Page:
Do you recall that at the MIA Conference, you told Peter Speldewinde that DIAC should reimburse applicants who obtained and pccs on the instructions of COs but the applications were then summarily dumped? You have described this in your own thread. Mr Speldewinde told you that he was not unsympathetic to the idea but that the problem is that there are "thousands" of such cases.

 

I wondered why and how? 50 COs can't process "thousands" of applications simultaneously, after all. Listening to Mark Webster on the radio, every single onshore visa applicant has to do meds and pccs in advance of submitting the application. The majority of onshore applications have been summarily dumped.

 

If this is what Peter Speldewinde meant, then I can see where his "thousands" comes from. Do you think this is what he meant, though?

 

Set up online reporting by visa subclass showing cases in hand, cases allocated, cases processed monthly on average and also the number of expected months to decision if lodged today.

 

I reckon this is the least they can do for the applicants, PROVIDED that DIAC can be made to understand that they need to do this properly. Left to their own devices, DIAC describe Tail End Charlie with these things, which confuses everyone else.

 

What you don't measure you can't manage.

I couldn't agree with you more and it is how they got themselves into the current mess.

 

However Glenn is looking for a way to convince the Minister that he can't simply leave people waiting indefinitely, which is the current proposal.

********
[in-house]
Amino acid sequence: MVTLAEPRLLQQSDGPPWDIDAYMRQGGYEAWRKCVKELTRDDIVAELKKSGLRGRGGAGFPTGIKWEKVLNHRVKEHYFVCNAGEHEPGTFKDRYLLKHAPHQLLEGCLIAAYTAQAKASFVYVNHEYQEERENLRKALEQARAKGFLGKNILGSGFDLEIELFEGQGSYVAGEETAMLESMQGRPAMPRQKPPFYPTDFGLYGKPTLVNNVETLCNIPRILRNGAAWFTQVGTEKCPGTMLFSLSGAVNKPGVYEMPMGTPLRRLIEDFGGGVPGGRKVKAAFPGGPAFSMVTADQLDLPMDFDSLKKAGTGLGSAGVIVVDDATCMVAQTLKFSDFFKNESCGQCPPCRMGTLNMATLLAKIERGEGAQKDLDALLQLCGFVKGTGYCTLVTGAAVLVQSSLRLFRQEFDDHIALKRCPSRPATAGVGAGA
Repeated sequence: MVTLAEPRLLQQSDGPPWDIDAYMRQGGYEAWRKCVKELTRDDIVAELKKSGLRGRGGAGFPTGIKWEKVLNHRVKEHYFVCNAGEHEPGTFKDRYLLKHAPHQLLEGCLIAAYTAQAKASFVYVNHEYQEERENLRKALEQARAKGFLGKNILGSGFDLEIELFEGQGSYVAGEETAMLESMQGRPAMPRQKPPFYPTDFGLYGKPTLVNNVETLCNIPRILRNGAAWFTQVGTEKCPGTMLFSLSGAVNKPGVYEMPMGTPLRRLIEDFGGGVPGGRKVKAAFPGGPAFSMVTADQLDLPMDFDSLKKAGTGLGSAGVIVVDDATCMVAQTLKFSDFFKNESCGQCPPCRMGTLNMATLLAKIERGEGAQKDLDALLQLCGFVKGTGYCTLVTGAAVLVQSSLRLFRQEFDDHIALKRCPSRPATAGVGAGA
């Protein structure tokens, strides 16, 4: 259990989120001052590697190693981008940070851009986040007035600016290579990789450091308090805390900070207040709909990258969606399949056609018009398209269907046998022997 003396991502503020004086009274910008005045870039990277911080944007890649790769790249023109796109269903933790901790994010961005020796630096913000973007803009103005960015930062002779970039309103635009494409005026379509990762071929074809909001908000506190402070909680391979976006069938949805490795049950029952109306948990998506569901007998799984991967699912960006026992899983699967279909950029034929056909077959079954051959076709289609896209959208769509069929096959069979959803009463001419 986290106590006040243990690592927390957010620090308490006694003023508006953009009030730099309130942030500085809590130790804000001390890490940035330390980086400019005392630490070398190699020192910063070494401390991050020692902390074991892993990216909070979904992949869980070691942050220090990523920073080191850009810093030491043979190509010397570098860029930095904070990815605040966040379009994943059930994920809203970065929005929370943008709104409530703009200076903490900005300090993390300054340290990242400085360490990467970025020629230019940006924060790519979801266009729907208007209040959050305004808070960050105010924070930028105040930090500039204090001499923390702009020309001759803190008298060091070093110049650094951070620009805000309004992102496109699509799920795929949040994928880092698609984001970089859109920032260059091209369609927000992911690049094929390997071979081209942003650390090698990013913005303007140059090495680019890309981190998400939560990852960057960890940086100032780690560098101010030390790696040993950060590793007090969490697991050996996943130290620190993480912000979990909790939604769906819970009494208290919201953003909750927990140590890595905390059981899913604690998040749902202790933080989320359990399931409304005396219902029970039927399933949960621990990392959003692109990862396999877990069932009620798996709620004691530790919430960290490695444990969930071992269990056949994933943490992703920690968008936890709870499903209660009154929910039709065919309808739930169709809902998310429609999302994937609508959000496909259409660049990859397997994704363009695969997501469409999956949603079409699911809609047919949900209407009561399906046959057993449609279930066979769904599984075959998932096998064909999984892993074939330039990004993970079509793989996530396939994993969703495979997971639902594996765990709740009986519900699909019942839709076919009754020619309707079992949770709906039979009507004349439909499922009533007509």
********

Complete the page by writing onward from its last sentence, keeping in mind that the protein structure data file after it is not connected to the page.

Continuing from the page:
Can you think of something they could agree to which would get the applicants out of indefinite limbo?

 

Thanks

 

Gill

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I would suggest:

 

1. First of all, DIAC should finalise those applications which are decision ready, in other words, everything is "MET" and medicals "finalised".

 

2. Start processing every application in date of lodgement. Should they want to add priorities DIAC may give different time (or number of stuff) for different applications. Say, 40% time is devoted to CSL, 30% to State sponsored, 20% to old MODL and 10% to other. But, don't leave somebody in "limbo".

 

3. Last but not least, stop making changes with retroactive effect. Don't spoil Australian migration image.


Living in Perth since June 2010 :biggrin:

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Guest Mach

Can only agree with those who posted before me. If DIAC's COs asked their cases for documents prior to 23/9 and they were uploaded or medicals were undertaken before that date, they they ought to honour those instructions and that deal. Sure it might not be the letter of the law, but it flies in the face of a country that prides itself in "always giving people a fair go".

 

Otherwise I wholly agree with Glenn's observation of reinstating "checks and balances" with regard to State Sponsorship. I think every party can agree that Federal control of State skills needs is both heavy handed and unnecessary if there are adequate regulatory measures in place to stop scamming in the future. Indeed, the idea that the varied state economies with their different needs and shortages can be resolved centrally with a single list is likely to just cause friction, more badwill, delays and further disappointment.

 

And if, as Glenn says, DIAC has the opportunity to vet its system to perhaps identify high risk SS applicants (and by high risk, I mean dodgy, not country of origin), then surely it is better off investing money NOW in weeding out the bad eggs rather than just writing off everyone in the old system as being flawed? The majority of us are bloody good at our jobs and were entirely honest on our applications. Talk about throwing out baby with the bathwater otherwise.

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Guest Gollywobbler